Steven Universe’s themes of motherhood are starkly more apparent than Fringe’s initial dip into fatherhood. First off, Steven basically has three moms and a dad that we only see every four episodes or so. Steven’s own mom also gave up her existence to bare her child and to symbolize her love for Steven’s dad, Greg. Season 2 has also been giving us a lot of great mom episodes involving Connie’s mom, Sadie’s mom, and, of all people, Onion’s mom. Already, we have seen themes of nurturing (Onion’s mom), protection (Connie’s mom), and encouragement (Sadie’s mom) that make up a big part of motherhood. I wouldn’t be surprised if we get more mom episodes in the future from other supporting characters along with a more detailed look at Steven’s mom, Rose Quartz, and her love for Greg.

Okay, so is there a connection between these two, vastly different shows’ approach towards parenthood? Well, there is but both of them handle it differently.   Boiling down plot elements to their purest form, we see a strong sense of sacrifice from both mothers and fathers. As mentioned before, the fathers in Fringe go to great lengths to avenge, protect, or preserve their offspring from harm no matter what the costs. In Steven Universe, Rose Quartz sacrificed her life to bare Steven while the Crystal Gems defend and protect Steven even if they are harmed during the process.

Now granted, Steven Universe is still an ongoing and continuously evolving show so we have yet to witness the full potential of it. This idea of sacrifice may play out more or there may be other themes of motherhood that would be touched on instead (like the aforementioned nurturing, encouragement, and protection). Nonetheless, Fringe could give us a clue into the future of Steven Universe, a future where things aren’t as rosy as they currently are.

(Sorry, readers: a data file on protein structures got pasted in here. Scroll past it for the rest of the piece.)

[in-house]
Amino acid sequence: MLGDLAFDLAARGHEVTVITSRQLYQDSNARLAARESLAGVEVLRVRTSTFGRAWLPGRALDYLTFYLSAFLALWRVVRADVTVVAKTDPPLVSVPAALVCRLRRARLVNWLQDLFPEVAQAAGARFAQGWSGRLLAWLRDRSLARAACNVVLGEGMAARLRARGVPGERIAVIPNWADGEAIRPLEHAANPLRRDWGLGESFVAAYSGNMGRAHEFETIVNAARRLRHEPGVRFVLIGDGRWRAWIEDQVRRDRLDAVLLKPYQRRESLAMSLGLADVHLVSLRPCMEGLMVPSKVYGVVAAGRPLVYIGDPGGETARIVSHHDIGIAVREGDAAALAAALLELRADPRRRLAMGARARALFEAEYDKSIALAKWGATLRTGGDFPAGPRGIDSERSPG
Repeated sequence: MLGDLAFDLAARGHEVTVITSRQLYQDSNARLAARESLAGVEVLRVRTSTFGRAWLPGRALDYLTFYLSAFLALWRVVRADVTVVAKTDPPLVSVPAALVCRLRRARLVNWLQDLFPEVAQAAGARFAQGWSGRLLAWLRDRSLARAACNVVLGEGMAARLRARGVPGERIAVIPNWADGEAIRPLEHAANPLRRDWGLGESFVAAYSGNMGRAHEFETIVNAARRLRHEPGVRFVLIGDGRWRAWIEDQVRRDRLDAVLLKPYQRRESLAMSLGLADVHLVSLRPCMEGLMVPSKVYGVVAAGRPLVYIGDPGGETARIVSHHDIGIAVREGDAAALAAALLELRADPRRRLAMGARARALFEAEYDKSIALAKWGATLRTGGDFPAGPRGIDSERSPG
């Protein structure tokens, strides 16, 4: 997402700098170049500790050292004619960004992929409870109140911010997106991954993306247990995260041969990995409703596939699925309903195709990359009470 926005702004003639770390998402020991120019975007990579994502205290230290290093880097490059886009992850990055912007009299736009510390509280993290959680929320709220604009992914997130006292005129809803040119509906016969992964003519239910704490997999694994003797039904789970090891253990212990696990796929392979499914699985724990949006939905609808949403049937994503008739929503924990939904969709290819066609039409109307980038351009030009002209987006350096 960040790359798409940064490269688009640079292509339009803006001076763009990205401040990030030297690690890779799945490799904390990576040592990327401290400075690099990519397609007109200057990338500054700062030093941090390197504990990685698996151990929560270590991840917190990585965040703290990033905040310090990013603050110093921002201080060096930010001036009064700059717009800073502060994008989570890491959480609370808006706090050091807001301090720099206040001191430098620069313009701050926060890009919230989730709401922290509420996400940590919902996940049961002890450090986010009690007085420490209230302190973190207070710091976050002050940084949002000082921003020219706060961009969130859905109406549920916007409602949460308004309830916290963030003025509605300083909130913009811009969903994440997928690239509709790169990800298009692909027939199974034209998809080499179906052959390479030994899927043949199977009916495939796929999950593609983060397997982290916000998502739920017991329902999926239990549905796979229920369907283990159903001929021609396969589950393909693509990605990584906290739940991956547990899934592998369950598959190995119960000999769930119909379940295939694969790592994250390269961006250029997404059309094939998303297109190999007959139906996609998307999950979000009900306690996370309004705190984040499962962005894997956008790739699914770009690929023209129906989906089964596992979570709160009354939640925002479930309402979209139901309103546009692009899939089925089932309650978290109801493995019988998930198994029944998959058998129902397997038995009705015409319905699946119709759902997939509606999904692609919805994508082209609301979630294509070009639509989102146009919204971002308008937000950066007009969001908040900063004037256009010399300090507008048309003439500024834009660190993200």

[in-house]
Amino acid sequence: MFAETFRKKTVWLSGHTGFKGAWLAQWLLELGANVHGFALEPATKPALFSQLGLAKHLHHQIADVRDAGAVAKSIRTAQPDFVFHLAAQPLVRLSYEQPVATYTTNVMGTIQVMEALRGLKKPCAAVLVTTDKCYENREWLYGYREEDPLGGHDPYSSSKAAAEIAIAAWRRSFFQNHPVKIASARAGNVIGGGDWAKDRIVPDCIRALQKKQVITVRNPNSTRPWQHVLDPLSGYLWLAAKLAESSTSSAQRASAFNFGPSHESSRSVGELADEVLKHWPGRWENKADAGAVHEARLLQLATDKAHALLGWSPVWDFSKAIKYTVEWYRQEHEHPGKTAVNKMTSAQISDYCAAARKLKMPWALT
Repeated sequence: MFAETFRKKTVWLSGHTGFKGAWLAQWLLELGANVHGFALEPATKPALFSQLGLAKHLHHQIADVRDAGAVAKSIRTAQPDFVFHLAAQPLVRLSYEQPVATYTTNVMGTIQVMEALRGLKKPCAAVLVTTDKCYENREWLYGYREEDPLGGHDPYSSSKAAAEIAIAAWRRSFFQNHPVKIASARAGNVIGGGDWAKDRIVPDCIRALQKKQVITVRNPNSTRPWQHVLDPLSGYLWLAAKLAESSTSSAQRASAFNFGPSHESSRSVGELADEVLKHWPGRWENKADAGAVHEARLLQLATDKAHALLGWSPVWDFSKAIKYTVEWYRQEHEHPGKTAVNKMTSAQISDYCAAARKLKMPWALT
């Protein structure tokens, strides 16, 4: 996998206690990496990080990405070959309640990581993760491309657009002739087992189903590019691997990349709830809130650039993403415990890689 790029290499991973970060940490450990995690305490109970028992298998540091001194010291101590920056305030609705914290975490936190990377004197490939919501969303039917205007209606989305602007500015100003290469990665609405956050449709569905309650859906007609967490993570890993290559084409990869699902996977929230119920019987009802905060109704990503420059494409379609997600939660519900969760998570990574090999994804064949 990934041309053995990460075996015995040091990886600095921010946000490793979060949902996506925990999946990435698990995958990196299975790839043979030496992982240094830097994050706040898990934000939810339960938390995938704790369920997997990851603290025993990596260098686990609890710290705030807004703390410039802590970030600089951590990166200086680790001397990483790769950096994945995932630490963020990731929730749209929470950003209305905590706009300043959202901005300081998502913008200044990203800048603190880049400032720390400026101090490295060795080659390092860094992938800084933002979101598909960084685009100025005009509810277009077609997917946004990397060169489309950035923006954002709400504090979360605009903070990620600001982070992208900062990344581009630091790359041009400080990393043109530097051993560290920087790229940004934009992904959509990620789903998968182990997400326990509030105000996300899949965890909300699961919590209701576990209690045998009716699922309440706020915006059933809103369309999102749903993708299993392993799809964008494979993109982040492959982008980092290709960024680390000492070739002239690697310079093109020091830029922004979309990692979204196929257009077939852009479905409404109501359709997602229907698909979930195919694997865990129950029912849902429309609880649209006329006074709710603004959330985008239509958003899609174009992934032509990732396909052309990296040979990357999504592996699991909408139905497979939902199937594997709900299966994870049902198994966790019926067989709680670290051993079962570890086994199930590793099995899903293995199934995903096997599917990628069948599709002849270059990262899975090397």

As situations will likely become dire, we should expect the characters on Steven Universe to make tough decisions that would ultimately change the current standing of the show. This show is not afraid to challenge familiar tropes and the status quo. Other Cartoon Network shows, mainly Adventure Time and somewhat Regular Show, have done the same thing to their setting and characters and it’s not surprising that Steven Universe is already doing it despite its still young lifespan. Likewise, Fringe is similar in to Steven Universe due to its plot setup, its embracement of the untypical trope situations, and how every season is unique due to dire changes that happened at the end of the previous season. What I’m saying is that Steven Universe is changing and will continue to surprise us in ways we won’t expect, the days of status quo continuity, as seen in Powerpuff Girls, Dexter’s Laboratory, and Ed, Edd, and Eddy, are long and forgotten.